The graphs you show are quite convincing of a timed sales of gold by an agency.
    But on the other hand, why desperation? what's the manufacturing cost of a $100 bank note for such agency, $0.001 ?? and if its an electronic note entry much much less. Furthermore the law doesn't apply to the agency in question. So even if manipulation is objectively and blatently proved, so what?
    The more open interest grows on the COMEX, the less credibility gold futures have. Right now, rising gold demand is causing open interest to increase steadily, and this rapidly increasing open interest at a time of widespread gold shortages in the retail market is causing a lot of confusion for investors. These worried investors are starting to demand delivery in substantial numbers, which this is causing those short gold to panic. There is only small amount of physical gold left to meet these delivery request, and, once that is gone, short will be unable to meet their contractual obligation to the delivery gold. This default on COMEX gold futures represents the end of paper gold. The admission that the COMEX's vaults are empty will shock the world and trigger a flood of delivery request on all manners of paper gold.

    Shorts are terrified by the imminent collapse of gold paper and are absolutely desperate to slow the growth of open interest to maintain confidence in gold futures, indirectly slowing demands for delivery. This is why they are engaging in frequent short selling attacks to trigger stop loss orders (knocking out some longs) and scare off other investors. Shorts would not be using these attacks unless they were desperate, as they offer clear evidence of manipulation. Also, the frequency of these selloffs is proof that this tactic to drive open interest is losing its effectiveness.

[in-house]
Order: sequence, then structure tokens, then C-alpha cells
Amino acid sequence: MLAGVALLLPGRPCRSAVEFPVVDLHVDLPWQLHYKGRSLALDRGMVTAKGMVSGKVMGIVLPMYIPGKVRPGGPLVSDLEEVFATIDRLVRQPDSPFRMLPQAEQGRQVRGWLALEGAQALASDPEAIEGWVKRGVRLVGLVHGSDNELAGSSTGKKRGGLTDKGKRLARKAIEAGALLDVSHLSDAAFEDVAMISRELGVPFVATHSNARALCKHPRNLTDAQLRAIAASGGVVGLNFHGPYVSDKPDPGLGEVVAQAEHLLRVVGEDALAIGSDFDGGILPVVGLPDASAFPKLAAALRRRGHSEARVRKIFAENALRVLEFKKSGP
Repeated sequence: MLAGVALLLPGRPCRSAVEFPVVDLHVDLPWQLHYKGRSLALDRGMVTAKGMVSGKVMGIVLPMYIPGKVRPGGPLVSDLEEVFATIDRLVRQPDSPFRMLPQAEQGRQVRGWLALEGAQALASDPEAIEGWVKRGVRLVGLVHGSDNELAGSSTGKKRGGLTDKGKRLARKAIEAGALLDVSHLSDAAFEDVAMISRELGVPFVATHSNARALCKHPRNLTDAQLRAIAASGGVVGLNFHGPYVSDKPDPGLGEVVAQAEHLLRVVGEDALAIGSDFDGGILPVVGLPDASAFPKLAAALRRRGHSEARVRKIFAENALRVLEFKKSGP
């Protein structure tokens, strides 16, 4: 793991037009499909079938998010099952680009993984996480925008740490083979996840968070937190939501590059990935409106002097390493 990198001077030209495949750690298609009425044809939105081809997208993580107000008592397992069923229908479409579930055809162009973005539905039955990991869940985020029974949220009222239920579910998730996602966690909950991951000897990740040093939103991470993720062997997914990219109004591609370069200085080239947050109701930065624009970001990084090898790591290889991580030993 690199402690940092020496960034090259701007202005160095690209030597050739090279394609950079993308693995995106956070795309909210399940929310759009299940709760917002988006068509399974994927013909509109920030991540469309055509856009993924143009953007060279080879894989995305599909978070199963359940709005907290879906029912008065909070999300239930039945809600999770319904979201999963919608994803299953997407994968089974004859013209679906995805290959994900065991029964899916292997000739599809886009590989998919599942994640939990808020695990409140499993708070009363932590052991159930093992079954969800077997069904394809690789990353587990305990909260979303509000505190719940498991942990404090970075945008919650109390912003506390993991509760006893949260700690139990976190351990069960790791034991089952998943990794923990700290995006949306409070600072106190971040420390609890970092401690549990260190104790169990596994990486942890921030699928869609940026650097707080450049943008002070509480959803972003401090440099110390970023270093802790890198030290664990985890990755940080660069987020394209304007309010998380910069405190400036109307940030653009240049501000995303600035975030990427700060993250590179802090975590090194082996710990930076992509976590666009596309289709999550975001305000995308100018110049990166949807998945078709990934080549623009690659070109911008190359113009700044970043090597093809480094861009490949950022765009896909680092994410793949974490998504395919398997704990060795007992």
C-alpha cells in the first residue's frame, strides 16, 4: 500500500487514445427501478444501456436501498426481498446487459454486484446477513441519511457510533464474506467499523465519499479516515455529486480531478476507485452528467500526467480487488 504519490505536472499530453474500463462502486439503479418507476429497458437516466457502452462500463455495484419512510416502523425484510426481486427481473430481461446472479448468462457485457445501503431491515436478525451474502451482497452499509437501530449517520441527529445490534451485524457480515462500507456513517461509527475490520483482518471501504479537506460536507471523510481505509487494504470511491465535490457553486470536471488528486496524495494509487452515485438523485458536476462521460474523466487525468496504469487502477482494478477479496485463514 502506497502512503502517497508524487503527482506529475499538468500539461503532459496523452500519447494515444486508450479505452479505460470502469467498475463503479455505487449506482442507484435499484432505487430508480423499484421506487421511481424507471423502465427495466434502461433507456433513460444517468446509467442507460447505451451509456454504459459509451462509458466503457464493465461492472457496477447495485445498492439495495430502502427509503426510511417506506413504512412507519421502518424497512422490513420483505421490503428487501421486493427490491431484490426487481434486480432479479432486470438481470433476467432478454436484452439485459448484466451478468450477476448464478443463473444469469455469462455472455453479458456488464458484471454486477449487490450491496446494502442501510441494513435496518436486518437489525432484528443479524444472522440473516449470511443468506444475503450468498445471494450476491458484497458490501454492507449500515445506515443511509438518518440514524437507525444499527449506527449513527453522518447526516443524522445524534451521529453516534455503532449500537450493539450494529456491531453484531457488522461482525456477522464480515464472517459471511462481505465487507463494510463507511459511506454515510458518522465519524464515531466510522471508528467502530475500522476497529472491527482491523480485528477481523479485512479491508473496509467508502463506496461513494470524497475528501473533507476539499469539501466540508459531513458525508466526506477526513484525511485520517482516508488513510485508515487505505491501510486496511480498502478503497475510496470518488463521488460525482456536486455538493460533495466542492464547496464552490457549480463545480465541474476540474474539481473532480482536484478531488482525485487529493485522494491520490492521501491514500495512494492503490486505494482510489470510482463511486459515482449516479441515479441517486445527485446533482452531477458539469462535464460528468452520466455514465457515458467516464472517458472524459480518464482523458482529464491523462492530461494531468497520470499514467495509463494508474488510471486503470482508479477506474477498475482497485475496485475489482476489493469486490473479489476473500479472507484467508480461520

To summarize, those short gold are so desperate to keep open interest down that they are engaging in frequent, obvious attacks on gold prices, and these attacks are becoming increasing ineffective. I hope this answers your question.

  10. Anonymous says:

    Eric,

    Seems like same deal is happening in silver...

    http://jessescrossroadscafe.blogspot.com/2009/04/silver-first-notice-day.html

  11. Anonymous says:

    GDP declines by 6%. Chrysler goes bankrupt. Funky pig flu's shutting down the neighboring economy and threatening here. . . and gold goes DOWN.

    The price of gold is the price of gold. It's neither more nor less than you think it is. Keep telling yourself it's desperate manipulation. In a few months you'll be selling your gold for $650 and realizing you're the sucker.